Tesla continues to dominate electric vehicle sales around the world – it sold far more EVs in the month of June than any other car company – but there are suggestions that the brand is starting to lose its “cool factor.”
There could be a number of different reasons for this: possibly Tesla fatigue, its dominance of EV sales, or even pushback against CEO Elon Musk’s management and behaviour on Twitter/X.
Morgan Stanley’s Adam Jonas, one of the best analysts of the EV transition in the auto industry, says that his firm’s latest survey of its 575 summer interns – what he regards as an interesting litmus test for the next generation of consumers – found that Tesla has lost its top brand ranking.
“This marks the first year of the survey where Tesla is not the most desirable car brand,” Jonas writes in a new note to investors.
He says Tesla’s desirability among the interns fell to 14 per cent from 19 per cent last year, and from more than 30 per cent in each of the three previous years.
It has now been overtaken by Mercedes (which is up to 20 per cent from 17 per cent), and is closely followed by the likes of Audi and BMW, with the likes of Jeep, Lexus and Rivian a long way behind.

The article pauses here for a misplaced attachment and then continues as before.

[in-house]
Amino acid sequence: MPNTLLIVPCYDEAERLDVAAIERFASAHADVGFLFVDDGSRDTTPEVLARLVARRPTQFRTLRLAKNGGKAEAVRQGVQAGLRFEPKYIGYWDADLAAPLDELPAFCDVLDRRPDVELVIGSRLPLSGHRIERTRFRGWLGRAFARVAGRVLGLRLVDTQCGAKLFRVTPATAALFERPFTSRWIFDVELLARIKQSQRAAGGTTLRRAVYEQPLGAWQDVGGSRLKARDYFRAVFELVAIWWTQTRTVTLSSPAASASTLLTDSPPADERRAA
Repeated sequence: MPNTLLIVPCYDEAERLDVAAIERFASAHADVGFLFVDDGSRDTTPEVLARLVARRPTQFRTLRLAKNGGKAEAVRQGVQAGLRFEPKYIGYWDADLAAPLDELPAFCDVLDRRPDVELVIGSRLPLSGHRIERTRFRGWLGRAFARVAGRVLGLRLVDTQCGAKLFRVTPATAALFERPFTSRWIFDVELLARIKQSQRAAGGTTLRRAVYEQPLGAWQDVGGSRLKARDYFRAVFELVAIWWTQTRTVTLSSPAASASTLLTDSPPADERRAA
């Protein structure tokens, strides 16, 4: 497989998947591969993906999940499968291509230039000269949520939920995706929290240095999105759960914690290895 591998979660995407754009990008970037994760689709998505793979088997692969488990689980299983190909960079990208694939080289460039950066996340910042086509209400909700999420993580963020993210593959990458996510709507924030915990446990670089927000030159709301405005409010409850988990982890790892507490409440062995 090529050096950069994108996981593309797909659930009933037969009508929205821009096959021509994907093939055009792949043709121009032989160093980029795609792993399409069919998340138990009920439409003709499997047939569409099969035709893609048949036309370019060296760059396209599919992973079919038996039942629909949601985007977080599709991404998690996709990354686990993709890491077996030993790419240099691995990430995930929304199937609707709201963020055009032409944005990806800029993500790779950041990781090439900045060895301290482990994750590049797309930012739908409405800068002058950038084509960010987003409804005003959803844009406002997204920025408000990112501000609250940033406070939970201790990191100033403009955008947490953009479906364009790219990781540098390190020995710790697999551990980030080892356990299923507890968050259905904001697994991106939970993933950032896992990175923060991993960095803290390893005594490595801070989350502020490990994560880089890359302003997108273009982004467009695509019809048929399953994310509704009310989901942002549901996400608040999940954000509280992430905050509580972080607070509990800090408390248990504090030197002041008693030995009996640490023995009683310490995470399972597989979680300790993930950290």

Of course, the preferences of aspiring investment bankers might only reflect one small though deep pocketed part of the car market, but if anyone can afford EVs, then this group surely can, or will.
But Jonas notes that the buying or leasing intentions of the interns over the next five years are mostly focused on hybrids (39 per cent), and even ICE (internal combustion engine) cars rank higher than EVs at 23 per cent versus 22 per cent.
Maybe Morgan Stanley needs to adjust its summer intern recruitment criteria, but this likely reflects some of the headwinds in the US market for EVs, where the major car makers are losing money on EV hand over fist, and are not so keen on accelerating the transition while they make dollars selling ICE.
Jonas observes in another note that consumers and OEMs (car makers) are “blinking” on the uptake of EVs, and the June market share in the US was just 7.8 per cent. That is even lower than Australia, which is supposed to be trailing the world by some distance.
The Morgan Stanley interns also have upgraded their views on owning or leasing a car and if that will be a necessity in 2030. Some 48 per cent now think it will be, up from 44 per cent last year, suggesting that in 2030 you may well own your own car, and that full autonomy and robs-taxis may not be as imminent as some think.
See: Death spiral for cars. By 2030, you probably won’t own one
Still, all is not lost for Tesla. In June, it sold 221,000 EVs across the globe, far above its nearest competitor, China’s BYD, with 117,000, and VW coming in third with 63,000. The two top selling EVs across the globe were the Model Y and the Model 3.
“We believe Tesla’s ubiquity will continue as the company drives down price and pushes volume, competing to be the next Toyota rather than the next Mercedes,” he notes.